2. Utilize Adventure as an educational resource with programming for maritime, environmental and cultural issues and,
  3. Sail Adventure as a symbol of Gloucester’s maritime heritage.

For more information: http://www.schooner-adventure.org

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The mission of the Maine Sail Freight project is to enliven public conversation about the logistics of regional trade, to draw on our long, storied maritime history as a basis for a long-view conversation about shifting our farm economy for the future. There is an economic action at the middle of this project, attended by pageantry and panel discussions, we invite the public to get involved directly, carry some cargo, and discuss tactics for re-regionalizing our farm economy.


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new hampshire: sev speaks THIS FRIDAY in seacoast region

Sustainable farmer at Amos Fortune Friday

IMG_3114The Amos Fortune Forum will welcome their sixth speaker on Friday night. Noted “new farming” expert and Agrarian Severine Fleming will deliver a talk entitled, “A New Economy on the Land.”

Severine is a farmer, activist, and organizer based in the Champlain Valley of New York. She is founder and director of The Greenhorns, a grassroots cultural organization with the mission to promote, recruit and support a growing movement of young farmers and ranchers in America.

The entering generation of Agrarians has demonstrated a bold vision to build thousands of farm businesses for local food security. We need many more to succeed. Many who try are confounded when they try to find durable land access and tenure. Severine argues that we need to design and enact new frameworks for community land-ownership. All of us benefit from the revival of these farm-steads, and the initiatives of young farmers, orchardists, and dairymen and women. Today, the macro-economy imposes extraction, speculation and degradation of our land, but that will not work tomorrow. How can our watershed, our food-shed, and the historic cultural landscape inform the new economy we need? How can eaters reconnect meaningfully with both the eco-system and economic system that will sustain the quality of the places we love?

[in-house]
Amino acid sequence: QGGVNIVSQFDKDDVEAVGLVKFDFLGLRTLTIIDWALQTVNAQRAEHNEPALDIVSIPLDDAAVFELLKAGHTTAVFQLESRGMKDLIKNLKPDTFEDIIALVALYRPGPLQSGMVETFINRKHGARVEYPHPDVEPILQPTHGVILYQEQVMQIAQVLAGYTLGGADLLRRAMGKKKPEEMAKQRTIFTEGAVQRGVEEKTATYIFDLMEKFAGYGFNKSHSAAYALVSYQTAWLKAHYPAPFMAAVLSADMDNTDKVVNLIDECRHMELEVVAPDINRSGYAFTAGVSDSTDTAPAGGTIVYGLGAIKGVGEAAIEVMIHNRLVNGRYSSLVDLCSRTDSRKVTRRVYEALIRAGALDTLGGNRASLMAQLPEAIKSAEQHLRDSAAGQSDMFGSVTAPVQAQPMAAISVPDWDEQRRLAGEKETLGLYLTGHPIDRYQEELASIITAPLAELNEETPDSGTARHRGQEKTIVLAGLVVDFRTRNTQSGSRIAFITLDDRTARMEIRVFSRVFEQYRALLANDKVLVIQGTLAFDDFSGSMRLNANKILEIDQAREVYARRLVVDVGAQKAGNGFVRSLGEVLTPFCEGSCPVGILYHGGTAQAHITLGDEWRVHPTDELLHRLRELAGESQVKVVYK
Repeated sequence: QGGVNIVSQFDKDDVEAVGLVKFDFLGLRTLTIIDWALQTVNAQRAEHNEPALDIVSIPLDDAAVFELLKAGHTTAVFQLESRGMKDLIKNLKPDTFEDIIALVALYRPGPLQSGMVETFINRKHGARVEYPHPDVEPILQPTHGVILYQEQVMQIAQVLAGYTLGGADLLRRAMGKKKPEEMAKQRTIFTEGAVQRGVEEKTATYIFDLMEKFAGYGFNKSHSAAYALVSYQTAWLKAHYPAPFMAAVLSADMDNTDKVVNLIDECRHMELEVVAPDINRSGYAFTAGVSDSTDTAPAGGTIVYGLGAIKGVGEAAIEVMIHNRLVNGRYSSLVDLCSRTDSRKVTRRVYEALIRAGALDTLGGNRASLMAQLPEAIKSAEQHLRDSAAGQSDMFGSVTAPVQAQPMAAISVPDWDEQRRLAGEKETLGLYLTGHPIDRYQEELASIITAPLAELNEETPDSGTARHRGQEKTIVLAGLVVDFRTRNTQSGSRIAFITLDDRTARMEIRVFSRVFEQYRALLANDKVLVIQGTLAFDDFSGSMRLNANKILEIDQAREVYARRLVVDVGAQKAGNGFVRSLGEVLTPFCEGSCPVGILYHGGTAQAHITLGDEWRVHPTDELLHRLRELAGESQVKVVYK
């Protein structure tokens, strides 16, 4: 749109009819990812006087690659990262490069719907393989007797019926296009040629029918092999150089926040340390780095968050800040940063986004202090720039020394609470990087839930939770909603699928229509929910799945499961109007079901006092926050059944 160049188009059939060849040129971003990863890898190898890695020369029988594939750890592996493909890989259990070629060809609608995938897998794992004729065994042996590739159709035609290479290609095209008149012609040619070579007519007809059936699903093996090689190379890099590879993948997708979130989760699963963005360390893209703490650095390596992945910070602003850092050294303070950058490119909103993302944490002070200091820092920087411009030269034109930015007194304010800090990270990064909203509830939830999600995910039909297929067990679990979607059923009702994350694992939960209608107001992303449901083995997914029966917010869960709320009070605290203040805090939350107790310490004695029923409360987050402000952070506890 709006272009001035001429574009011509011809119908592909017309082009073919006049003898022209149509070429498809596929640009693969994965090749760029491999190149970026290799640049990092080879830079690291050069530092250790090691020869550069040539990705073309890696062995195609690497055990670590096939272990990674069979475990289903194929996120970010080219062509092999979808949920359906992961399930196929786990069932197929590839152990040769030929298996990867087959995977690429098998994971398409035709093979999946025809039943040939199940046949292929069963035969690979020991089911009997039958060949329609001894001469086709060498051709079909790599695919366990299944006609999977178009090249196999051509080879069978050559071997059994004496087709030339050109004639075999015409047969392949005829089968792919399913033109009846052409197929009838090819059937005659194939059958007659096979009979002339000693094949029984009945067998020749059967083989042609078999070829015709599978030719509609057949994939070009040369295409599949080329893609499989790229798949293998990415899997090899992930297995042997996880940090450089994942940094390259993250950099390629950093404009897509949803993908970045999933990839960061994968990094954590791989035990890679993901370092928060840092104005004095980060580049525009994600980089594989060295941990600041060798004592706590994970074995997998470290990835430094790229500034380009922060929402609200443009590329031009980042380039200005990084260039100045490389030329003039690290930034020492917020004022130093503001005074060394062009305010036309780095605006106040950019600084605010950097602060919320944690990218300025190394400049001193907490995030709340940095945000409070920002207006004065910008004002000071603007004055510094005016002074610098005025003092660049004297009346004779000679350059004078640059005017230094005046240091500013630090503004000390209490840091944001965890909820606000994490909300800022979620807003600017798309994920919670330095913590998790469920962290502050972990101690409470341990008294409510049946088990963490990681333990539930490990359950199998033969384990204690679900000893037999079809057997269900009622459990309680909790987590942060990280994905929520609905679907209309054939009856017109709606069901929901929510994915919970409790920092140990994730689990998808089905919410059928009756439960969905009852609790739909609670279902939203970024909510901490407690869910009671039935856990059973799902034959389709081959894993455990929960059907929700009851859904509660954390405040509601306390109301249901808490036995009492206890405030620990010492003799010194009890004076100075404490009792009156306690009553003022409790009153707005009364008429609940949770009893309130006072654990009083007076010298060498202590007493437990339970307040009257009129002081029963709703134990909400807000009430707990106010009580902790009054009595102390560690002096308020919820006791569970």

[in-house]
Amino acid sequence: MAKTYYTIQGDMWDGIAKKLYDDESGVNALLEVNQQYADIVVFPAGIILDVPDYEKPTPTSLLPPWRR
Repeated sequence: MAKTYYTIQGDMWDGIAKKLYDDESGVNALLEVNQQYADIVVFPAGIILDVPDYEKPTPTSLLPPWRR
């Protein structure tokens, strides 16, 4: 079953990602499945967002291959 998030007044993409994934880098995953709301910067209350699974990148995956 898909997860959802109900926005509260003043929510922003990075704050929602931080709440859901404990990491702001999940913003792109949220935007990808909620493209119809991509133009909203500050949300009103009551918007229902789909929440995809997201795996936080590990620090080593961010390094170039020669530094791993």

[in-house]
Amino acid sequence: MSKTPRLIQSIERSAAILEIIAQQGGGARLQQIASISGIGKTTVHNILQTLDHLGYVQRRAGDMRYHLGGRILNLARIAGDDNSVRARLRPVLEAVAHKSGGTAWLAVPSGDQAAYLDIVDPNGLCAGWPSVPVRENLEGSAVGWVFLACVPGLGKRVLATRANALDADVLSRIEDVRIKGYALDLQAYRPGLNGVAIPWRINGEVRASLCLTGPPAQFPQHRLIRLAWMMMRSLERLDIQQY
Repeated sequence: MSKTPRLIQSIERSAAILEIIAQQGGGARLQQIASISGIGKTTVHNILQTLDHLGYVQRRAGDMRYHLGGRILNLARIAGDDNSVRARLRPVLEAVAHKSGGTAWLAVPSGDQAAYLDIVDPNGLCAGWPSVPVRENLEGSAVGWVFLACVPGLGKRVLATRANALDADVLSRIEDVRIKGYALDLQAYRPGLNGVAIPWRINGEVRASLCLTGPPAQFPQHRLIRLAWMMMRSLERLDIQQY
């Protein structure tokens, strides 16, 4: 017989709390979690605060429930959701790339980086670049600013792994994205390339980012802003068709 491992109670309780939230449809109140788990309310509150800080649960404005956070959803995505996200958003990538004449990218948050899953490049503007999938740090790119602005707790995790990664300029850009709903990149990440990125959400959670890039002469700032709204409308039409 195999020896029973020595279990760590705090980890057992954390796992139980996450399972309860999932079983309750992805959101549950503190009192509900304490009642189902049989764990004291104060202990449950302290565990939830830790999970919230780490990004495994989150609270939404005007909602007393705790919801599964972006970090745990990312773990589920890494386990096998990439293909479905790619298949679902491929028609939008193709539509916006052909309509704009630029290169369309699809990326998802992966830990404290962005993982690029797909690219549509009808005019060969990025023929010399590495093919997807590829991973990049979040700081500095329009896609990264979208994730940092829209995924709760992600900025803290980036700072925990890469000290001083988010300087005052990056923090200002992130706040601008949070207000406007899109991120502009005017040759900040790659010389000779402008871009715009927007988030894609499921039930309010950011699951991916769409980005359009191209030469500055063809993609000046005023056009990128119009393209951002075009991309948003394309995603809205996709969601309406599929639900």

The Amos Fortune Forum is presented at the Old Meetinghouse in historic Jaffrey Center, New Hampshire, approximately 2.5 miles west of Downtown Jaffrey. Speakers are presented at 8 p.m. sharp each Friday during the summer. As is the custom of the Forum, no admission is charged, however, donations are accepted. After each forum, a brief reception is held with each speaker at The First Church in Jaffrey Parish Hall, directly across from the Old Meetinghouse. Information for the Forum can be found at www.amosfortune.com, Facebook (facebook.com/amosfortuneforum) or at Twitter (@amosforum). The telephone number is (641) 715-3900. ext. 742251.


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from maine to boston by ship: a local economy stunt by young farmers with a long view

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THIS MONTH! The GREENHORNS’ MAINE SAIL FREIGHT will sail 11 tons of Maine-grown cargo from Maine to Boston aboard the beloved 131 foot traditional wooden schooner, Harvey Gammage. We will load cargo on August 23rd at Waterman’s  Community  Center at North Haven’s Fox Islands thoroughfare. The majority of cargo, 10 more tons, will come aboard on August 27th in Portland Harbor.

The  approximately  $70,000  worth  of  cargo,  packaged in traditional  boxes, will sail down the coast to Boston Harbor, where it will be celebrated and unloaded from the hold on August 30th at the Long Wharf (next to the Boston aquarium)! Then transported by a fleet of cherry red trailer bicycles to Boston public markets and other locations. The cargo will be pre-sold online, and also available for passers-by for purchase dockside. It comes in a few different size collections, from little canvas bundles to large wooden barrels. BUY MAINE SAIL FREIGHT GOODS NOW!

All events are free and open to the public! Please join us! Also, check out this great article about Maine Sail Freight in the Portland Press Herald.


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maine sail freight revives a salty history of revolution & independence

Greenhorns press!